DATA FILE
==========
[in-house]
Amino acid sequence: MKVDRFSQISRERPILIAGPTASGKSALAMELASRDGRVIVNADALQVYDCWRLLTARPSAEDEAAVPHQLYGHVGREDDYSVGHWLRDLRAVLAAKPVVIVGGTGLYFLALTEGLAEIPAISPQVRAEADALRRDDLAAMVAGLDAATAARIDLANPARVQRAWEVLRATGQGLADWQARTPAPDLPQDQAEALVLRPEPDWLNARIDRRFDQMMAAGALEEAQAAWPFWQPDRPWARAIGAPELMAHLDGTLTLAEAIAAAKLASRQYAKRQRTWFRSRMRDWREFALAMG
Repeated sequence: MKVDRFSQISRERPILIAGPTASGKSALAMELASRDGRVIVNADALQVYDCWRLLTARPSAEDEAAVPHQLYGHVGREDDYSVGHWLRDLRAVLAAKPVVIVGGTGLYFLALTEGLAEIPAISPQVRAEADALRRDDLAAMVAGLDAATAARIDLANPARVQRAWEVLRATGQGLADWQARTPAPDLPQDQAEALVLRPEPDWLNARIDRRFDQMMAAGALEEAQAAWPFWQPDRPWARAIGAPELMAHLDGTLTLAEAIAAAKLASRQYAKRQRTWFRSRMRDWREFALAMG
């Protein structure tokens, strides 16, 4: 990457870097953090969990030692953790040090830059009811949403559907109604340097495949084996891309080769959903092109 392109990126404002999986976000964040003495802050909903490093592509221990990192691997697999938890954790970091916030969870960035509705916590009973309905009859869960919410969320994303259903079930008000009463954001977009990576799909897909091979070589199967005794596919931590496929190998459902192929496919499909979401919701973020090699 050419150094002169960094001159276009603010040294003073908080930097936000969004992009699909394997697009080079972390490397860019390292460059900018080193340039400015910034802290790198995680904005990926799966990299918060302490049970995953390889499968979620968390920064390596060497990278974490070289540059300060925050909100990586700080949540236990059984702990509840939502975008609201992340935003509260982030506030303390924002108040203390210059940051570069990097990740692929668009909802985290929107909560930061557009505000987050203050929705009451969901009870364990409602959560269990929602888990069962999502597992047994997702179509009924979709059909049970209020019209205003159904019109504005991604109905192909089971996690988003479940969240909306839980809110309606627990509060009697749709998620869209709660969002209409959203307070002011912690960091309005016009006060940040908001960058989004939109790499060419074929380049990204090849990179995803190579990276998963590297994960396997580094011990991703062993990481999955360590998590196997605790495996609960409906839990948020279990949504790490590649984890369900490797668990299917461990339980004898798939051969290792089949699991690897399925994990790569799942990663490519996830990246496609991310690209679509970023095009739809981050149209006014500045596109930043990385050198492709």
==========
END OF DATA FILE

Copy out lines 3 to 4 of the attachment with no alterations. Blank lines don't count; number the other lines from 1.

Repeated sequence: MKVDRFSQISRERPILIAGPTASGKSALAMELASRDGRVIVNADALQVYDCWRLLTARPSAEDEAAVPHQLYGHVGREDDYSVGHWLRDLRAVLAAKPVVIVGGTGLYFLALTEGLAEIPAISPQVRAEADALRRDDLAAMVAGLDAATAARIDLANPARVQRAWEVLRATGQGLADWQARTPAPDLPQDQAEALVLRPEPDWLNARIDRRFDQMMAAGALEEAQAAWPFWQPDRPWARAIGAPELMAHLDGTLTLAEAIAAAKLASRQYAKRQRTWFRSRMRDWREFALAMG
């Protein structure tokens, strides 16, 4: 990457870097953090969990030692953790040090830059009811949403559907109604340097495949084996891309080769959903092109 392109990126404002999986976000964040003495802050909903490093592509221990990192691997697999938890954790970091916030969870960035509705916590009973309905009859869960919410969320994303259903079930008000009463954001977009990576799909897909091979070589199967005794596919931590496929190998459902192929496919499909979401919701973020090699 050419150094002169960094001159276009603010040294003073908080930097936000969004992009699909394997697009080079972390490397860019390292460059900018080193340039400015910034802290790198995680904005990926799966990299918060302490049970995953390889499968979620968390920064390596060497990278974490070289540059300060925050909100990586700080949540236990059984702990509840939502975008609201992340935003509260982030506030303390924002108040203390210059940051570069990097990740692929668009909802985290929107909560930061557009505000987050203050929705009451969901009870364990409602959560269990929602888990069962999502597992047994997702179509009924979709059909049970209020019209205003159904019109504005991604109905192909089971996690988003479940969240909306839980809110309606627990509060009697749709998620869209709660969002209409959203307070002011912690960091309005016009006060940040908001960058989004939109790499060419074929380049990204090849990179995803190579990276998963590297994960396997580094011990991703062993990481999955360590998590196997605790495996609960409906839990948020279990949504790490590649984890369900490797668990299917461990339980004898798939051969290792089949699991690897399925994990790569799942990663490519996830990246496609991310690209679509970023095009739809981050149209006014500045596109930043990385050198492709």